These women have cited 10th-century texts to show that sexual pleasure of a woman is central to the tenets of the faith. When dealing with the question of rights and duties of spouses to each other, the texts actually impose a duty on the man to ensure that the woman climaxes before he does. These women have also presented texts that show that the reason for the practice apart from ritual purity is that it is better for the woman “near her husband”. The esoteric meaning of circumcision of the man and the woman is described in the texts by the analogy of the unsheathing of the tongue represented by the penis and the ear represented by the vagina to enable the transfer of spiritual knowledge from the tutor represented by the man to the disciple represented by the woman. The court has during the proceedings observed that any interference with the bodily integrity of the child compromises the child’s right to privacy. The court also appears to have latched on to a particular translation where “better for you (the woman) near your husband” is translated as “better for your husband”. Reading this together with the esoteric meaning, the observations of the court suggest that this is derogatory to women and hence contrary to morality, which is a ground on which the right to freedom of religion can be restricted. The court’s observations that no progressive modern woman can possibly want this for herself are being seen by these women as denying them agency.
And it is here that the observations of the Supreme Court in Navtej Johar are to be tested as an unpopular position comes into conflict with prevalent social morality. Is the court to judge morality from the perspective of a neo-liberal agnostic judge and wade through religious texts to see if they appeal to its sense of reason? The esoteric idea of the man as the tutor/guru/divine, the woman as the disciple and their confluence being the analogy for the attainment of spiritual knowledge or salvation pervades Bhakti and Sufi poetry and literature, the two most inclusive and egalitarian forms of Hinduism and Islam, respectively.
Amir Khusro, expresses his devotion in the voice of a woman in love with his guru, Hazrat Nizamuddin Aulia and sings “Ghar Naari Gawaari Chahe Jo Kahe, Mein Nizam Se Naina Lagaayi Re” and “Khusro Rain Suhag Ki Main Jaagun Pee Ke Sang, Tan Mora Mann Piya Ka Jo Dono Ek Hi Rang”. In a similar vein is the poetry of Mirabai, Surdas, Tukaram and a host of Bhakti reformers with Krishna taking the place of the object of love. The idea of the penis as the giver of knowledge and the vagina as the recipient is comparable to the Hindu traditions of Shiva symbolised by the phallus being knowledge or consciousness and Shakti, the feminine, a reflection of the world of illusions, being the seeker of knowledge and their conjugal dance being symbolic of the seeker receiving knowledge and thereby attaining salvation.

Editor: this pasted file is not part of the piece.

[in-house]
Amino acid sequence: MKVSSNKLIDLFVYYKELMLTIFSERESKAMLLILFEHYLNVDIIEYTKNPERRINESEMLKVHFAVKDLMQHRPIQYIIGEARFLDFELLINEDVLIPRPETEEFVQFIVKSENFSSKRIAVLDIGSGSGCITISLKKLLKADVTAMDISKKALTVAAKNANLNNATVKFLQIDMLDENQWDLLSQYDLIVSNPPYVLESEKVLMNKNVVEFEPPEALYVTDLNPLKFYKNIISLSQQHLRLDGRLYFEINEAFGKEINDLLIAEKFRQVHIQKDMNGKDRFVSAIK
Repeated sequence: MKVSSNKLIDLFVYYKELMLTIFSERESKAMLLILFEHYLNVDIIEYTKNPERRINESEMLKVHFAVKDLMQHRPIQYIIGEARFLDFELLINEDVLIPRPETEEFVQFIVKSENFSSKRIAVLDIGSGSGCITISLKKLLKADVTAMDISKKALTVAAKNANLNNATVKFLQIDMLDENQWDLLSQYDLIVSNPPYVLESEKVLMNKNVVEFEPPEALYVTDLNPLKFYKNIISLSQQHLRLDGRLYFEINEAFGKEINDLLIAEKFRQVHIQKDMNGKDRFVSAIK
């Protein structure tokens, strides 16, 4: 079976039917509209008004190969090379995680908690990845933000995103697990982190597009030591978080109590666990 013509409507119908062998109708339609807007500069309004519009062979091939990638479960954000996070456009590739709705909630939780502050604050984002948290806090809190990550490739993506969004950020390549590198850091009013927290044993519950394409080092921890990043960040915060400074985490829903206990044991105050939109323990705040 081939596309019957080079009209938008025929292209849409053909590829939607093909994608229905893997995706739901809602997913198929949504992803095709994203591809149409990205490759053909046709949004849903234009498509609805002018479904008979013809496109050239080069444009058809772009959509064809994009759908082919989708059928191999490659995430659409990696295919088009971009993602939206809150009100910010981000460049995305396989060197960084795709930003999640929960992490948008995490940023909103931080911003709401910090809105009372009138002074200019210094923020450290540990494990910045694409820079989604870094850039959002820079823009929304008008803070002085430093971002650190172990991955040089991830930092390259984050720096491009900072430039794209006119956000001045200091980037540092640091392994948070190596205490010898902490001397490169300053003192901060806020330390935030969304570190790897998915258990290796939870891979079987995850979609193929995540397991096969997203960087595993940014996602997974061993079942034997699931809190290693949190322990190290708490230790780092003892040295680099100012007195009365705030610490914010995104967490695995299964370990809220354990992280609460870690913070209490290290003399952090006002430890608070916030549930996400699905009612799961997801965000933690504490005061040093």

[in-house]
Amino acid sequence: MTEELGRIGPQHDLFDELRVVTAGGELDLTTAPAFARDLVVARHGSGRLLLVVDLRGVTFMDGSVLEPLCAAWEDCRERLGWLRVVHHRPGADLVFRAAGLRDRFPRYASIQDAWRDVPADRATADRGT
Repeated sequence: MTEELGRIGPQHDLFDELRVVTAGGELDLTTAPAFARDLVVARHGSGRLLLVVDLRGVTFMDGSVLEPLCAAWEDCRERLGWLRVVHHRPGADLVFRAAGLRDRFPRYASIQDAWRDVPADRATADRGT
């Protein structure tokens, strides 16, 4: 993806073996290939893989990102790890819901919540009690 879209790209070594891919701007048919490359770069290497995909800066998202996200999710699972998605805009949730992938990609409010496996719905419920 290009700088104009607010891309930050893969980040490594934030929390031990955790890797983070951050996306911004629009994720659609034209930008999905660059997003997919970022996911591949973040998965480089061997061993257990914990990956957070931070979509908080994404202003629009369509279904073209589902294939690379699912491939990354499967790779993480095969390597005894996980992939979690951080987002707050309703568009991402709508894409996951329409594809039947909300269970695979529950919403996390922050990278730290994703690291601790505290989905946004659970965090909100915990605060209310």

Is the Supreme Court to sit in judgment over all these traditions and test if they are derogatory to women? Is the Bhakti tradition of Krishna devotion in Hinduism to be reduced to its metaphor of eve-teasing (“Mohe Panghat Pe Nandlal Ched Gayo Re”) and tested to see if it agrees with a neo-liberal idea of women’s empowerment?
Is the right to bring up children within the folds of religion, without interference from neighbours and their opinions on child-rearing, not equally a part of the right to privacy? Do ear and nose piercings of children not similarly impinge upon their bodily integrity before they are capable of giving consent? Or is making little holes in the human body to hang baubles for decoration more in keeping with constitutional morality than all things religious?
The court is also relying on a WHO classification of FGM which does not differentiate between circumcision and mutilation. Here too, the court would do well to remind itself that until recently, the WHO classified homosexuality as a mental health disorder. Like this court, the WHO too has flowed with the tide.
I do not seek here to defend the practice. The question of whether the practice is harmful to health is still at large and will have to be adjudicated upon by the Supreme Court since “health” is another ground for limiting the right to freedom of religion under Article 25.
The purpose of this examination of judgements and proceedings of the Supreme Court over the last two years at this juncture is merely to say that while celebrate this victory we must, we must be conscious that the theatre of the battle perhaps lies elsewhere. What we need is a Supreme Court that is not influenced by popular opinion or governmental pressure. We already have a populist legislature and executive and a populist media. We do not need a populist court.
Nizam Pasha is a lawyer practicing in the Supreme Court who has appeared in Minna Sarran vs Suresh Kaushal against Section 377, in Puttaswamy in favour of the right to privacy, in the Aadhaar matter against Aadhaar, in Abhiram Singh vs CD Commachen for CD Commachen, in the Hadiya case for Hadiya and appears in Sunita Tiwari vs Union of India for the organisation of Dawoodi Bohra women. The views expressed may be filtered for bias accordingly. He can be reached on Twitter @MNizamPasha.